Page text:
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Doubt: A History: The Great Doubters and Their Legacy of Innovation from Socrates and Jesus to Thomas Jefferson and Emily Dickinson

Doubt: A History: The Great Doubters and Their Legacy of Innovation from Socrates and Jesus to Thomas Jefferson and Emily Dickinson

This is an account of the world's greatest ‘intellectual virtuosos,' who are also humanity's greatest doubters and disbelievers, from the ancient Greek philosophers, Jesus, and the Eastern religions, to modern secular equivalents Marx, Freud and Darwin—and their attempts to reconcile the seeming meaninglessness of the universe with the human need for meaning,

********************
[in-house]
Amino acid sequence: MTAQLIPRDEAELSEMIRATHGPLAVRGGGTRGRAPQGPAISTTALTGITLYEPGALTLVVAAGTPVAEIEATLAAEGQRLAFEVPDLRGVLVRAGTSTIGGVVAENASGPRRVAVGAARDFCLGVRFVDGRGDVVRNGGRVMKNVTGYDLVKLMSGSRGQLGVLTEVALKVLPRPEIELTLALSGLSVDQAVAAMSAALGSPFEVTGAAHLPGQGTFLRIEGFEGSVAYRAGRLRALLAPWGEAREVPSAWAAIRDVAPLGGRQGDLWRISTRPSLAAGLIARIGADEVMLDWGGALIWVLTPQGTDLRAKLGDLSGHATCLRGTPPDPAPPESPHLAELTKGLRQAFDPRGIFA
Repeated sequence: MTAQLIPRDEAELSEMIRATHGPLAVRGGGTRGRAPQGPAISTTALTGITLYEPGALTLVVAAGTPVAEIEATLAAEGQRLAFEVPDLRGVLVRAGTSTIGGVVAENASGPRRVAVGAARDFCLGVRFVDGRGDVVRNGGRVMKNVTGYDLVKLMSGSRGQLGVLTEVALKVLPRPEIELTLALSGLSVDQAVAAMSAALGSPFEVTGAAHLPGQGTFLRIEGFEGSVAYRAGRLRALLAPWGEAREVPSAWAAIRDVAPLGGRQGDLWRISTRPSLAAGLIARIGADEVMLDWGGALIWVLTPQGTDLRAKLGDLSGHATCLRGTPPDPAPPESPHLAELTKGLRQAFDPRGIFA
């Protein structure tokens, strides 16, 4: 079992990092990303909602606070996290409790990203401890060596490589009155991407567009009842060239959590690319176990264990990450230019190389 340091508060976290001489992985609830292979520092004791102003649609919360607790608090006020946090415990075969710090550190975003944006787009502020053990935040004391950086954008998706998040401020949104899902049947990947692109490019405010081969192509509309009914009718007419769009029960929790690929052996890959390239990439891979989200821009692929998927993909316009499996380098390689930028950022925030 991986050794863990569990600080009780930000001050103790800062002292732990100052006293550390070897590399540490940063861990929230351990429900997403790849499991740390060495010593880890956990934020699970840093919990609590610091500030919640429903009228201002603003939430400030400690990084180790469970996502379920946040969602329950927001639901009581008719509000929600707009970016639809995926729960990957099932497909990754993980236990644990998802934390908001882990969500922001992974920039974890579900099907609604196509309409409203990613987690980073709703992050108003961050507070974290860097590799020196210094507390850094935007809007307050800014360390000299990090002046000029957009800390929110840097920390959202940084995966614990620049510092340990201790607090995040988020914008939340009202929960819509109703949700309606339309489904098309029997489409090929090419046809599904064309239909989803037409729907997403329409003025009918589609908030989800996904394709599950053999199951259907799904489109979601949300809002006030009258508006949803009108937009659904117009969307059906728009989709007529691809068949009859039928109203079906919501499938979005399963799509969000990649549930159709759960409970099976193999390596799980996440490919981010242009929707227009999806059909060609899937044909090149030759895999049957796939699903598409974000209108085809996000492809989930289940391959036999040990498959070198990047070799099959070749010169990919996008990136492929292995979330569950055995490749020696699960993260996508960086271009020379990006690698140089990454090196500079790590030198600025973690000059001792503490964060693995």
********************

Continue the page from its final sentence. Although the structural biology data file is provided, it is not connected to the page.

Introduction: Doubt Is No Shadow: A Quiz and a Guide to the Question

Chapter 1: Whatever Happened to Zeus and Hera?, 600 BCE–1 CE: Greek Doubt

Chapter 2: Smacking the Temple, 600 BCE–1 CE: Doubt and the Ancient Jews

Chapter 3: What the Buddha Saw, 600 BCE–1 CE: Ancient Doubt in Asia

Chapter 4: When in Rome in Doubt, 50 BCE–200 CE: Empire of Reason

Chapter 5: Christian Doubt, Zen, Elisha, and Hypatia, 1–800 CE: Late-Classical Mix

Chapter 6: Medieval Doubt Loops-the-Loop, 800–1400: Muslims to Jews to Christians

Chapter 7: The Printing Press and the Age of Martyrs, 1400–1600: Renaissance and Inquisition

Chapter 8: Sunspots and White House Doubters, 1600–1800: Revolutions in the Authority of Reason

Chapter 9: Doubt’s Bid for a Better World, 1800–1900: Freethinking in the Age of Science and Reform

Chapter 10: Principles of Uncertainty, 1900–: The New Cosmopolitan

Conclusion: The Joy of Doubt: Ethics, Logic, Mood

Bibliography

Notes